The second type is what the macro above would be for. For example a Pyromancer might use the above macro, then when charge is full cast Internalize Charge which increases damage by 20%, then continue using the macro while charge drains to 0 and back to full and repeat. If the Pyromancer is using Pyromancer's Armor to give themselves instant-cast Cinder Bursts, then a third button could be used for the Cinder Burst and pressed when that comes up. Now you have your full Pyromancer rotation in 3 buttons.

Long Cooldowns

Ah, but what about long cooldowns that improve abilities? Let's look at Pyromancer's Heat Wave. This finishes all fire cooldowns and increases casting speed by 50% for 15 seconds. A huge boost to DPS! Two things: you want to combine such long cooldowns with any other dps-increasing abilities you have in order to maximize the resulting damage. For example, Pyromancers want to make sure that Internalize Charge is active when Heat Wave is. This requires a little juggling of Internalize Charge when Heat Wave is about to come off of cooldown, and it also means that you don't want to cast Heat Wave when you first go into battle against a boss, but rather after you have built up charge (Archon/Pyro doesn't have this problem, as they start off boss fights with Pillaging Stone and build charge that way). To resolve this, use two macros for your primary dps rotation: one that includes the long cooldown and one that does not. The one that does include the long cooldown, and uses "#show" to display the cooldown status of the dps-enhancing ability. So, you might see:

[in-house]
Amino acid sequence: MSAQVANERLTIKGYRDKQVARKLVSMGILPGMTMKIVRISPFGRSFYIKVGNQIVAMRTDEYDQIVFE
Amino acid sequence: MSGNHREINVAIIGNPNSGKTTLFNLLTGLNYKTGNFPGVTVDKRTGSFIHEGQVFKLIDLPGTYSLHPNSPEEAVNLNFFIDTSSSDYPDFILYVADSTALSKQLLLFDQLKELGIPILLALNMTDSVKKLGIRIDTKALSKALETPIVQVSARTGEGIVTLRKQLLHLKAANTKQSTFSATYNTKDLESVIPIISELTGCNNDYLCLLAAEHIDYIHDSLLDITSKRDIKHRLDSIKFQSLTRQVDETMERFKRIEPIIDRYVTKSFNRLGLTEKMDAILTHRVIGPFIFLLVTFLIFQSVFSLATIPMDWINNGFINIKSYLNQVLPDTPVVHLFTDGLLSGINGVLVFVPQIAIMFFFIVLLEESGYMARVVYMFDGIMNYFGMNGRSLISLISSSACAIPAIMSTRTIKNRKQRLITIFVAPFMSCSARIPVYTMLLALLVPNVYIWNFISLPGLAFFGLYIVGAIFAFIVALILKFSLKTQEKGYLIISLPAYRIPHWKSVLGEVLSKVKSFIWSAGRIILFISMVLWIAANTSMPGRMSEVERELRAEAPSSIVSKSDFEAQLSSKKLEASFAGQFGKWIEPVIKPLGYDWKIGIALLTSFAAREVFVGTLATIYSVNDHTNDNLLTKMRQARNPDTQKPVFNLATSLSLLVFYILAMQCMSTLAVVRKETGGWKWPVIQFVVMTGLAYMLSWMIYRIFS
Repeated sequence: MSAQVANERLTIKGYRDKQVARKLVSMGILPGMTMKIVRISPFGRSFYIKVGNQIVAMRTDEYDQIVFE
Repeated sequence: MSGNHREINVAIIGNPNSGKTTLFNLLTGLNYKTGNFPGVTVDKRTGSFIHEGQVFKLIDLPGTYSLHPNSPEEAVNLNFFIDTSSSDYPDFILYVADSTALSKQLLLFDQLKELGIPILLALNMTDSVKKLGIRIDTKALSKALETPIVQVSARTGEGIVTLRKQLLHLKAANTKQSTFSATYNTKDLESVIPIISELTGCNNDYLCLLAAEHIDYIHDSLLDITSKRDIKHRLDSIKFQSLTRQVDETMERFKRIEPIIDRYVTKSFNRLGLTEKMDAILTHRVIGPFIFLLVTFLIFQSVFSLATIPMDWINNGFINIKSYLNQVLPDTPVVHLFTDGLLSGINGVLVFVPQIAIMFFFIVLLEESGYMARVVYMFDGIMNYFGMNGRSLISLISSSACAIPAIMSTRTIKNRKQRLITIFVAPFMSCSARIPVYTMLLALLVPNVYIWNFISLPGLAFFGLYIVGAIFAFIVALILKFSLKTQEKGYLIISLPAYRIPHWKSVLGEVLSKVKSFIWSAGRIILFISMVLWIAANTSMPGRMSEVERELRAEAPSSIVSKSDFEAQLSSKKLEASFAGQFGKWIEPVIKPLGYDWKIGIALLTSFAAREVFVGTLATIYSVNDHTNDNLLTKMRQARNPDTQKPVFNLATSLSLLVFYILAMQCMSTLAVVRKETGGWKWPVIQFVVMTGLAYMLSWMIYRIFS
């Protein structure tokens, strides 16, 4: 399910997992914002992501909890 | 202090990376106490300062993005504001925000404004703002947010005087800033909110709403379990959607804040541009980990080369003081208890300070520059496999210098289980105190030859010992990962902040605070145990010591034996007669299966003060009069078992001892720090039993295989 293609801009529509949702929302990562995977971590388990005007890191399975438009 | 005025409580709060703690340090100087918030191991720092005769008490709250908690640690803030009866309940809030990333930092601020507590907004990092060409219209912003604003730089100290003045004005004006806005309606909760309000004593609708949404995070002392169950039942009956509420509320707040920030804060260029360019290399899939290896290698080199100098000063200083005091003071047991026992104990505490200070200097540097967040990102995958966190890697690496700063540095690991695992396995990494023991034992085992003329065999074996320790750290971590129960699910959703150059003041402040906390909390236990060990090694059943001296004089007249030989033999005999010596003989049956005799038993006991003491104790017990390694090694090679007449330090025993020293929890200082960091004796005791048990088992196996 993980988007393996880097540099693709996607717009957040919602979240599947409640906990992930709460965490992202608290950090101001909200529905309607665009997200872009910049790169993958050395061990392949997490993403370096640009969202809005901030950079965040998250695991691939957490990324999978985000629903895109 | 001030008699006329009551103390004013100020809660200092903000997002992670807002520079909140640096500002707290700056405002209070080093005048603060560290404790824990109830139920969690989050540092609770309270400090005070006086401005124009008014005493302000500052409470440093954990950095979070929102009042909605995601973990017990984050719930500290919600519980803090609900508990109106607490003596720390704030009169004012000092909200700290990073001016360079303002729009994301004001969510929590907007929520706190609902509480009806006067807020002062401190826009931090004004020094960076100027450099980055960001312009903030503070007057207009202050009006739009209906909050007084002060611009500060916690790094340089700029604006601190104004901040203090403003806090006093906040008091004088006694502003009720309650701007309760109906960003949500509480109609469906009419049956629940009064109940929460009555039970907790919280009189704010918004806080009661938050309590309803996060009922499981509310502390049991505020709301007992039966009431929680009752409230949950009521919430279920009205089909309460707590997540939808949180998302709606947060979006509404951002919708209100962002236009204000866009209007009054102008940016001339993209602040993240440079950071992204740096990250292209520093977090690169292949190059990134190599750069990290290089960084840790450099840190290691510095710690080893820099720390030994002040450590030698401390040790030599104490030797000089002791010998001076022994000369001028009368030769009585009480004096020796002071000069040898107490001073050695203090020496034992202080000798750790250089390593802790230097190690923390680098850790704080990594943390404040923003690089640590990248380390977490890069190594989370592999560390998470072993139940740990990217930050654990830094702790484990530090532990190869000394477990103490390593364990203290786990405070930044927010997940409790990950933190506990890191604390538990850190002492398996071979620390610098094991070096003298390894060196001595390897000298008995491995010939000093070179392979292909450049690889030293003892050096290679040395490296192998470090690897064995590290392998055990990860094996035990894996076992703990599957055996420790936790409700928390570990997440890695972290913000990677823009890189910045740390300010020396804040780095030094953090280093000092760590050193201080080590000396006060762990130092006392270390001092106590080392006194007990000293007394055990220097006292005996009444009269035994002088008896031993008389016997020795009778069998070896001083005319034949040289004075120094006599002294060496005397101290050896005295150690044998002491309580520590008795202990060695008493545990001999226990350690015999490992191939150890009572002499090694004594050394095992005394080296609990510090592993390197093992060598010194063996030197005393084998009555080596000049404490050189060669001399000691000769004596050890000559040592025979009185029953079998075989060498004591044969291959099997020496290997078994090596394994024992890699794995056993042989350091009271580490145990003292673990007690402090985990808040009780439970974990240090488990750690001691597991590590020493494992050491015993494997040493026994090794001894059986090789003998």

#show Heat Wave
cast Inferno
cast Countdown
cast Flame Bolt
cast Heat Wave
cast Fireball

Along with the version of the macro from earlier in this article. When you see that the cooldown on Heat Wave is within a few casts of being active, turn off Internalize Charge and leave it off until just after the Heat Wave triggers, then turn it on and let loose! You'll have 15 seconds of +20% damage and +50% casting haste while you continue to mash this one button and occasionally bang on Cinder Burst!

AoE Damage

A few other macros are necessary for the typical raiding mage. For example, a Necromancer/Warlock (commonly called "Necrolock") will use the following for AoE damage on trash packs or when adds spawn during a boss fight: